Testicular Cancer

Testicular cancer is the most frequent type of cancer in men 15 to 35 years old.  It can generally be treated and can often also be cured; while about 8100 cases are diagnosed annually in the U.S., fewer than 400 will die of the disease each year (Bohnenkamp & Yoder, 2009).  Early diagnosis of testicular cancer results in a 99% cure rate, so it is important to examine male patients for this during regular physical exams (Shaw, 2008).  An average family physician may see very few  cases of testicular cancer in an entire career, but it is often missed in physical exams, with between 25% and 50% of testicular cancer patients receiving an incorrect initial diagnosis (Lin & Sharangpani, 2010).  Still, there is no evidence that wholesale screening of symptom-free men provides a significant healthcare benefit overall (Ilic & Misso, 2011).

While no one knows exactly why certain men develop this cancer, factors such as family history, age, being Caucasian, and having congenital abnormalities increase the risk; another large risk factor is an undescended testicle; this can increase the risk of developing testicular cancer by 10 to 40 times (Bohnenkamp &Yoder, 2009).
Testicular cancer may present only mild or no symptoms, including pain in one testicle, a dull ache in the scrotum or abdomen, a painless lump in the testicle along with a swelling of the testicle. There may also be swelling of the breast as well (Shaw, 2008). If the cancer has metastacized, it may also present with shortness of breath, lumps in the neck, or even back pain (Bohnenkamp & Yoder, 2009).  About 5% of patients with testicular cancer demonstrate metastacized cancer (Shaw, 2008).

Tests for testicular cancer include a physical exam, checking for tumor marker, and various radiological imaging.  The physical exam includes palpation of the testes, abdomen, and lymph nodes.  If a mass is detected, an ultrasound is indicated to evaluate the mass and distinguish between a simple fluid build-up and an actual testicular mass (Shaw, 2008).  Sonograms that determine the presence of a mass would result in a chest x-ray and CT-scan of the pelvis.  Serum tumor markers are very sensitive tests, and can be used, but a needle biopsy is generally not recommended lest it contribute to metastasizing any tumor (Shaw, 2008).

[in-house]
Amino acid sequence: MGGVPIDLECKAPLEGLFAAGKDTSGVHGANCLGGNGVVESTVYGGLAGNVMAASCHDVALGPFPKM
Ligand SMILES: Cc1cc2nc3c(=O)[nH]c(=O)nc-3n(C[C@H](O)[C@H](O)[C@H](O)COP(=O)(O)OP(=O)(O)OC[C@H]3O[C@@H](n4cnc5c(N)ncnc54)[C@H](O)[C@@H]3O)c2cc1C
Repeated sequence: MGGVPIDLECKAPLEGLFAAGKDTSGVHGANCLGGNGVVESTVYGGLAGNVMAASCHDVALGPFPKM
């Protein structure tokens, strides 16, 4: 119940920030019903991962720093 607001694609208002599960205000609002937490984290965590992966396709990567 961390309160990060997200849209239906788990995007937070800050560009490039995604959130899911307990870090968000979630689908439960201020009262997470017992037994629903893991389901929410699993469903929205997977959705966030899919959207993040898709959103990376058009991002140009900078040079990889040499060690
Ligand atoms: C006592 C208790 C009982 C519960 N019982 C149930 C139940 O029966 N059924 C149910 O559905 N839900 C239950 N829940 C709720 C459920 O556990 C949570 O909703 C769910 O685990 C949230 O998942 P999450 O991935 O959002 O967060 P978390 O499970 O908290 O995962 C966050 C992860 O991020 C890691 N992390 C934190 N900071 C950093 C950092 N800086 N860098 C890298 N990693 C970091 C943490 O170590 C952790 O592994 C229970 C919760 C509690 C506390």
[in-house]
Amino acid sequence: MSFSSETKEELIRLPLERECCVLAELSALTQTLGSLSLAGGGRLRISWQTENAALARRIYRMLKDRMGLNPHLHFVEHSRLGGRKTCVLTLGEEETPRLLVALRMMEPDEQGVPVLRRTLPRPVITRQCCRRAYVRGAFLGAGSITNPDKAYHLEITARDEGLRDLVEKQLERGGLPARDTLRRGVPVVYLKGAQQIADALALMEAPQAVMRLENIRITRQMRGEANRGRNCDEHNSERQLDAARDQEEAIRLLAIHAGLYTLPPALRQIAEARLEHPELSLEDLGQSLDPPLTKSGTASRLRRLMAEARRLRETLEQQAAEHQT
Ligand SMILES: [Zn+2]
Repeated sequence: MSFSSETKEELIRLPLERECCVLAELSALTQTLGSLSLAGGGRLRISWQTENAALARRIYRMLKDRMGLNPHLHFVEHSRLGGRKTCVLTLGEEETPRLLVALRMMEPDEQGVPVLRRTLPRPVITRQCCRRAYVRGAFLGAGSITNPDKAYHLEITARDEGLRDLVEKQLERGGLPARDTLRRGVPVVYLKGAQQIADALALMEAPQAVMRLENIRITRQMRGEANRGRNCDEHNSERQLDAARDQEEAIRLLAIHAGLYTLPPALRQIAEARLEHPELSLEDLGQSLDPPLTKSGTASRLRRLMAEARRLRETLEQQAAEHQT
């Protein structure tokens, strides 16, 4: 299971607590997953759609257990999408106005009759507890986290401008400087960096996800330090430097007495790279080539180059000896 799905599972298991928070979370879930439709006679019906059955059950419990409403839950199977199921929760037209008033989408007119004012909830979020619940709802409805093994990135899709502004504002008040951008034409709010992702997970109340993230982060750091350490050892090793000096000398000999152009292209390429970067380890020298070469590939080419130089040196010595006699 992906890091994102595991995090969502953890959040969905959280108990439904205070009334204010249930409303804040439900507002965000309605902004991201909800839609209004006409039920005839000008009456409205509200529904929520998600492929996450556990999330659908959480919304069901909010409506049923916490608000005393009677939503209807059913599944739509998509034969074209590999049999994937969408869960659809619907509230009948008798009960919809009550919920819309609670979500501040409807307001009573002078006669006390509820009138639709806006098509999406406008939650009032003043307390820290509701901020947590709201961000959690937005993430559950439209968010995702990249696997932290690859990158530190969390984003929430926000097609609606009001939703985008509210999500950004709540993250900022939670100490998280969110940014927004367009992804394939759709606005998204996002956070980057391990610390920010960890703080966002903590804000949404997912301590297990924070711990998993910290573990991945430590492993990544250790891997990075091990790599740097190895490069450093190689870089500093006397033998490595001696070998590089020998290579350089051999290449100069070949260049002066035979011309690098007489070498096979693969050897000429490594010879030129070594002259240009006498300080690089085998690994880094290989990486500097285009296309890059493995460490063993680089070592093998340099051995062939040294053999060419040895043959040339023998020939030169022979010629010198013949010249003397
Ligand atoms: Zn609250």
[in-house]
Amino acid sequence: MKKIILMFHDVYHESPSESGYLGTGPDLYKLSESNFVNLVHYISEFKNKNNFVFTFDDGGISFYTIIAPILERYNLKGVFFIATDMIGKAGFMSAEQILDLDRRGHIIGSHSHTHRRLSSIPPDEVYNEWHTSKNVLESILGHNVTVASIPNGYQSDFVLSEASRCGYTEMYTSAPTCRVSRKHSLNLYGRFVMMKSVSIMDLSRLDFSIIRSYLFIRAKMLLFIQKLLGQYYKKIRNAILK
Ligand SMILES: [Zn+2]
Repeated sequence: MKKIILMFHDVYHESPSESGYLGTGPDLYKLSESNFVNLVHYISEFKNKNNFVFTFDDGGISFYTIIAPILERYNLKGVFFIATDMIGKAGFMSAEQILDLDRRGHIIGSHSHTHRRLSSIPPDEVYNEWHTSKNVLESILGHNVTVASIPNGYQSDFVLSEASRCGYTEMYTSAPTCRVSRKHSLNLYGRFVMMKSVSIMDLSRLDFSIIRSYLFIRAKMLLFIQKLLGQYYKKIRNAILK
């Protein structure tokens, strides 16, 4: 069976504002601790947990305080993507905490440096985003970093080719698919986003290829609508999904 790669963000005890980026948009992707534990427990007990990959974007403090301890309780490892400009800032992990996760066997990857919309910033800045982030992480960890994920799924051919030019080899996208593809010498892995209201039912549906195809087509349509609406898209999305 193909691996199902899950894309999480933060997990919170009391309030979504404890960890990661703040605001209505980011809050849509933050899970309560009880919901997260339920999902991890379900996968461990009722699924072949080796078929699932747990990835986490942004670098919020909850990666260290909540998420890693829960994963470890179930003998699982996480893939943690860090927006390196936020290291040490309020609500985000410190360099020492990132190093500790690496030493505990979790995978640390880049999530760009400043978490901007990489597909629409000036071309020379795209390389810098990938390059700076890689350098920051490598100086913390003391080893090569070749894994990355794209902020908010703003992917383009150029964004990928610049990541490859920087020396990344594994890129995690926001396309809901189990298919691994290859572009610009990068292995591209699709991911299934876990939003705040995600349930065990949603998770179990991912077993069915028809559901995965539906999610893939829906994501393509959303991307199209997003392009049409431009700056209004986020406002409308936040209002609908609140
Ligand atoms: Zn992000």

The treatment plan for a patient with testicular cancer depends how advanced the cancer is at the time of diagnosis.  Stage I cancer patients would usually receive only chemotherapy or only radiation depending on type of cancer. Stage II cancer patients would receive more intense radiation or more intense chemotherapy and dissection of lymph nodes if appropriate.  Stage III cancer patients would receive intensive chemotherapy, possibly referral to a clinical trial and possibly testicle removal.  The survival rate for this cancer is excellent, with 10-year survival rates even with metastatic cancer as much as 67 to 94% (Shaw, 2008).

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